Thursday, January 28, 2010

Calzones - An easy dinner

Last night I revisited an old dinner favorite: Calzones. We have all seen the calzones from pizza places that are stuffed with ham, pepperoni, and tons of cheese. But this is a “healthier” version I discovered a few years ago.

Basically, start with pizza dough. Last night I just purchased a ball of dough from my local pizza place but I have also made my own dough too. Roll about 2 ounces of dough out into a small circle. The original recipe included ¼ cup ricotta cheese, 1 ounce of mozzarella and ½ of a chopped tomato, sprinkled with Italian seasoning and oregano. I kicked mine up a notch last night by sautéing some green pepper and red onion then adding it to the calzone. I also added a few slices of pepperoni, that’s my not so healthy addition. When you have finished with your fillings, fold over and press the edges to seal. I usually roll the edges and press down to really make sure they are sealed.

You can add almost anything you want as a filling, just avoid adding anything that has too much liquid, which usually makes the calzone “leak” during cooking. For example don’t add any type of pizza sauce, save that for dipping after the calzone is cooked. For an extra special presentation you can brush the tops of the calzones with an egg wash and sprinkle with parmesan cheese and/herbs before cooking.

Bake the prepared calzones in a 375C oven for 20-25 minutes.

Add a salad and dinner is ready!

Sunday, January 24, 2010

Chocolate Chip and Pecan Cookies

And for dessert.....

...some awesome cookies!  Again from the Williams-Sonoma American cookbook.  These are a great balance between crispy and chewy.  Use of ground and chopped pecans give them a great overall flavor.  This will definitely be in my recipe box! 

Now for a difficult I bring them to work to share or keep them all for us?  I don't really need to eat 4 dozen cookies, so I guess I'll share :)

Baking note:  I tried baking half the cookies on baking sheets with silicone mats and the other half on 'air insulated' non stick cookie sheets.  I'm happy to report both cookies cooked the same and were the same darkness.

Beef Tenderloin with Shallot Butter

Another Williams-Sonoma recipe.  The book gives a recipe for steak using a charcoal or gas grill.  We have a tried and true method for searing steaks in a cast iron skillet and finishing in the oven, so I tried the shallot butter.  Basically caramelizing chopped shallot and then mixing with butter.  I've tried herb butter before and they were pretty tasty.  The shallots added a 'grown-up' flavor to the butter and complimented the steak very well.  Would definitely do again as long as I can remember to make it beforehand.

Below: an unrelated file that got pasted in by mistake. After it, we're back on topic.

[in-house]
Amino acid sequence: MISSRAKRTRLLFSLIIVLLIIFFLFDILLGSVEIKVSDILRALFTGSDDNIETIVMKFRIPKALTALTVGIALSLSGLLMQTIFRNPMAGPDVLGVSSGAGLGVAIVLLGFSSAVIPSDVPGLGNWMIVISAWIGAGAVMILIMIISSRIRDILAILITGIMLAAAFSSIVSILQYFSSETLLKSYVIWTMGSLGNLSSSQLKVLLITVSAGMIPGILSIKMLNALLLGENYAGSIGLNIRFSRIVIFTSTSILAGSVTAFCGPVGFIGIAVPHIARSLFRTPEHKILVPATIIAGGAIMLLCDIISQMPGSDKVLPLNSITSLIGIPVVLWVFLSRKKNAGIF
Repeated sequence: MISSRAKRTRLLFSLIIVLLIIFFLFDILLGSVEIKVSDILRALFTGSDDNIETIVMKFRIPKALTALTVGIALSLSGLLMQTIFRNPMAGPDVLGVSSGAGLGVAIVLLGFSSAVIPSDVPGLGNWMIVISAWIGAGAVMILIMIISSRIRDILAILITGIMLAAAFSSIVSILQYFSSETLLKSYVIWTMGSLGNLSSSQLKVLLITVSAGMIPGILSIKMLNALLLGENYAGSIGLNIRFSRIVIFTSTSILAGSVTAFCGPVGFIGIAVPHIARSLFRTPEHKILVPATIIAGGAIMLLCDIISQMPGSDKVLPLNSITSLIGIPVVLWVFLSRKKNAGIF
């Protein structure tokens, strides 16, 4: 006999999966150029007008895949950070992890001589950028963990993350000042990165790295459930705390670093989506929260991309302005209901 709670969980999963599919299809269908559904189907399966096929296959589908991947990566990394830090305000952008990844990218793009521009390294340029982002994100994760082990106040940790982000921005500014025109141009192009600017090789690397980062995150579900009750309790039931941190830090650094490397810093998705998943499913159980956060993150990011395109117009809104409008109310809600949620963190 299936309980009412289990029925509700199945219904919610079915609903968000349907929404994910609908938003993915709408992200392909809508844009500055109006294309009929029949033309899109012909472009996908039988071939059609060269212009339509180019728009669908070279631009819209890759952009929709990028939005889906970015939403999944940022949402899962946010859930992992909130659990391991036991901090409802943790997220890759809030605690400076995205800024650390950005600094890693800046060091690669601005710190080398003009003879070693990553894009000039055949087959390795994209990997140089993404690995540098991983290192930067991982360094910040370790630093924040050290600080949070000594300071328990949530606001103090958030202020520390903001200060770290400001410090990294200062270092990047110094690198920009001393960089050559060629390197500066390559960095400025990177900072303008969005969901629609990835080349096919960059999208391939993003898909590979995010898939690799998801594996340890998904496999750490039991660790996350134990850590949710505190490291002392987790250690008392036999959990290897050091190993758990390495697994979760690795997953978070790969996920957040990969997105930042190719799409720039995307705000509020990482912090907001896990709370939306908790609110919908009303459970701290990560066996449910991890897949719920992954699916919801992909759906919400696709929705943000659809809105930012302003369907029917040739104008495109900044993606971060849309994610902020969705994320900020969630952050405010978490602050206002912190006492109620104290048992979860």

I added some wild rice and BirdsEye Steam fresh veggies:  Beans with a Twist.  Green and yellow beans with carrots, cranberries and a citrus butter.  You can microwave them in 5 minutes.  Love to have these on hand for a quick side dish.

And of course, a new red wine:  Wine by Joe Pinot Noir.  A perfect match!

Saturday, January 23, 2010

Apple Tasting

Have you ever really tasted different types of apples?  I decided to buy a few different kinds and do some tasting.  I bought Cortland, McIntosh, Crispin, Gala, Empire and Red Delicious.  First I cut each apple in half and tasted the apples raw.  If nothing else this is an excellent exercise to realize the differences between apple textures and flavors.

With the remaining half of each apple I made a simple apple tart.  I used a store bought pie crust placed on parchment paper on a baking sheet.  I visually divided the crust into 6 slices and labeled the parchment around the crust so I could keep the the apples straight.  I sliced the remaining half of each apple into 1/4 thick slices and placed in a row down the middle of each "pie slice."  I then sprinkled sugar over the apples and dotted them with small dices of butter and baked in the oven until done.

I was actually surprised at some notable differences between raw and cooked for some of the varieties.  For example the Cortland seemed to have much more flavor when cooked and the Crispin seemed to have less.  The Red Delicious turned mushy while the McIntosh seemed to stay firmer.

This was a fun experiment for a lazy Saturday morning and I will definitely be repeating this fall during apple season!

Sunday, January 17, 2010

Baked Macaroni and Cheese with Crumb Topping

This dish is from the Williams-Sonoma American cookbook.

I have always had problems making a roux.  I'm not sure what I have been doing wrong but this time it actually worked!  One of the reasons I think it worked this time was that I used whole milk.  Apparently a roux needs the higher fat content to cook properly?  Or at least I don't know how to adjust for using lower fat milk, but I have heard chefs say you should use whole milk for dishes like macaroni and cheese.  Another reason I think it worked is that I heated the milk to simmering before I added it to the butter/flour mixture.

The mix of extra sharp cheddar cheese and monterey jack was perfect.  The crumb topping added just right amount of crunch.  Would I make it again? Definitely!  The only thing I would do differently is add a little more hot sauce, I think I was too cautious and we could hardly taste it.  Next time I might try the recipe variation which adds mushrooms to the dish.  Yummy!

This dish receives 2 thumbs up.  Now I must go finish my glass of wine...